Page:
4) It sounds funny when you hit it to the ground, sounds like the crash cymbal from drums.. sort of

 

please let me know your thoughts, thanks in advance!

1551299234591.JPEG

1551299240790.JPEG

1551300121805.JPEG

Looks like Chert.

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5 hours ago, adam said:

Your description is perfect for a Diamond. Its likely a Diamond and not a meteorite. 

 

What value does it have if its a diamond? Also, do you want a full photo of the rock? maybe you get better idea of how it looks like? It way bigger, 5-7kg

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3 hours ago, nugz said:

What value does it have if its a diamond? 

It's NOT a diamond. 

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24 minutes ago, Morlock said:

It's NOT a diamond. 

So, Not a meteorite, It's NOT a diamond... then what is it? if its not not?

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58 minutes ago, nugz said:

So, Not a meteorite, It's NOT a diamond... then what is it? if its not not?

It's called leaverite and  worth absolutely nothing.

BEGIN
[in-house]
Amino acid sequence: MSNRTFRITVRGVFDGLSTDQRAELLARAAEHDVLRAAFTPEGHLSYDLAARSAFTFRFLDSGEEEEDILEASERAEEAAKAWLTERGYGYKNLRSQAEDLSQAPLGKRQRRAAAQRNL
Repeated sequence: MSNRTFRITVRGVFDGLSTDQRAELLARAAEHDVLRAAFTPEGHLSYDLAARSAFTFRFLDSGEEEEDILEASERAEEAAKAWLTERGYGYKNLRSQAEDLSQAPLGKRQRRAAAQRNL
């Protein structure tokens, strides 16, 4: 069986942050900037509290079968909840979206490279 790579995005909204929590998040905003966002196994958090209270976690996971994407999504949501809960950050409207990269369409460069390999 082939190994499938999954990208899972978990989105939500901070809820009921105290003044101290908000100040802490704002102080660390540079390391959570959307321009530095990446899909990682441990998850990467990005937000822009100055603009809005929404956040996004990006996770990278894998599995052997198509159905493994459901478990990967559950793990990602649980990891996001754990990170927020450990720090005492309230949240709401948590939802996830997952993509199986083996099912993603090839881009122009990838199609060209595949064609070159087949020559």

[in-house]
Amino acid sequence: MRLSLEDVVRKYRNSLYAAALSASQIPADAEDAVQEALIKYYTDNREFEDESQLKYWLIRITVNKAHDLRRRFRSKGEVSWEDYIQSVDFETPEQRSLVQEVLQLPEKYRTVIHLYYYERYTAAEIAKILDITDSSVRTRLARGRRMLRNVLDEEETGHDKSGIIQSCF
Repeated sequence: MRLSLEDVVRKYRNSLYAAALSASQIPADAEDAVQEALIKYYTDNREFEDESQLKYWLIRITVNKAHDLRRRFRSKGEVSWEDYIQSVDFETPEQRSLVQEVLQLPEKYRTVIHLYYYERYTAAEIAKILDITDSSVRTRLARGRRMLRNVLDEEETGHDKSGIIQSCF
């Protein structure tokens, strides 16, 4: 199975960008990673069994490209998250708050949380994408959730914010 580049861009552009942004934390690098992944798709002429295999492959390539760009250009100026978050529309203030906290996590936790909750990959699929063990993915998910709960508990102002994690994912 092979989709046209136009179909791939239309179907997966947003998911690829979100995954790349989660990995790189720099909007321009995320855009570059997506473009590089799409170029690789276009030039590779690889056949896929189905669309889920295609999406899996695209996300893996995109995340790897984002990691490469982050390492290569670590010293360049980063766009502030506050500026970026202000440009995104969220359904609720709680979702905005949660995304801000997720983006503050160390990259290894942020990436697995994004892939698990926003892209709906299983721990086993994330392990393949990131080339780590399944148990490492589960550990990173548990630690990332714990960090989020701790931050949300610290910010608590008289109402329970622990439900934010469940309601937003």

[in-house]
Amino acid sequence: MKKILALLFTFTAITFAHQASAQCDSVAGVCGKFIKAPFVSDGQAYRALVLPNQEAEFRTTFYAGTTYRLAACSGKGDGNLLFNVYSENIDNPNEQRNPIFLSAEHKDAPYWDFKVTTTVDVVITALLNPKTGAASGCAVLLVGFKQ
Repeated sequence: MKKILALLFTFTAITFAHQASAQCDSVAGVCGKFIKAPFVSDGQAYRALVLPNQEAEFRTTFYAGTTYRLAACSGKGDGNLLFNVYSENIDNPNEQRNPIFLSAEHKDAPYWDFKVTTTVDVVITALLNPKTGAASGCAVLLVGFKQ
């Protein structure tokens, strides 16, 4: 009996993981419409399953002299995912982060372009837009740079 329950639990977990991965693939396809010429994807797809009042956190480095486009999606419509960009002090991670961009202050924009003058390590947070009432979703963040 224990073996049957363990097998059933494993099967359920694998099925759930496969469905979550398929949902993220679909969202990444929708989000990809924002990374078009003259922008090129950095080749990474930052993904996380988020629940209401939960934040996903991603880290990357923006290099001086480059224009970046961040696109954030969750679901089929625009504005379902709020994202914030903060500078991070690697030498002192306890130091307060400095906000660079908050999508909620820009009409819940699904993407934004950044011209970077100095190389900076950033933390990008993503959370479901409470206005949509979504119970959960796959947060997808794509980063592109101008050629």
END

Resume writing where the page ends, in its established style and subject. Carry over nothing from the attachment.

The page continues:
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Google: Chert, Flint and Chalcedony 

CHERT: Chert is a hard, fine-grained sedimentary rock composed of crystals of quartz (silica) that  varies greatly in color. Cherts are tough, compact  rocks with low porosity. Chert may be colored brown by clay minerals as well as iron oxides. (brown tones are due to hematite) A larger proportion of clay may affect chert's luster, making it appear dull. At that point it starts to resemble chocolate. Chert has four diagnostic features: the waxy luster and conchoidal (shell-shaped) fracture of the silica mineral chalcedony that composes it, a hardness of 7 on the Mohs scale, and a smooth (non-clastic) sedimentary texture.


In re: to tone/color:  http://meteorite-identification.com  From Wikipedia: Hematite, a very common meteor-wrong, is the mineral form of Iron(III) oxide (Fe2O3), one of several iron oxides.

hematite nodule

 

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Yeah, it is obviously a hematitic chertolith  :laught16: Or a chertoloidal hematolith :25r30wi:

Possibly a petrified poodle turd left by Spanish masons to mark a treasure cache. 

 

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There is a forum of meteorite hunters on this web site.  They would be a good source of info about what properties make a meteorite a meteorite.  There are also many good, academic sources on the web about meteorites.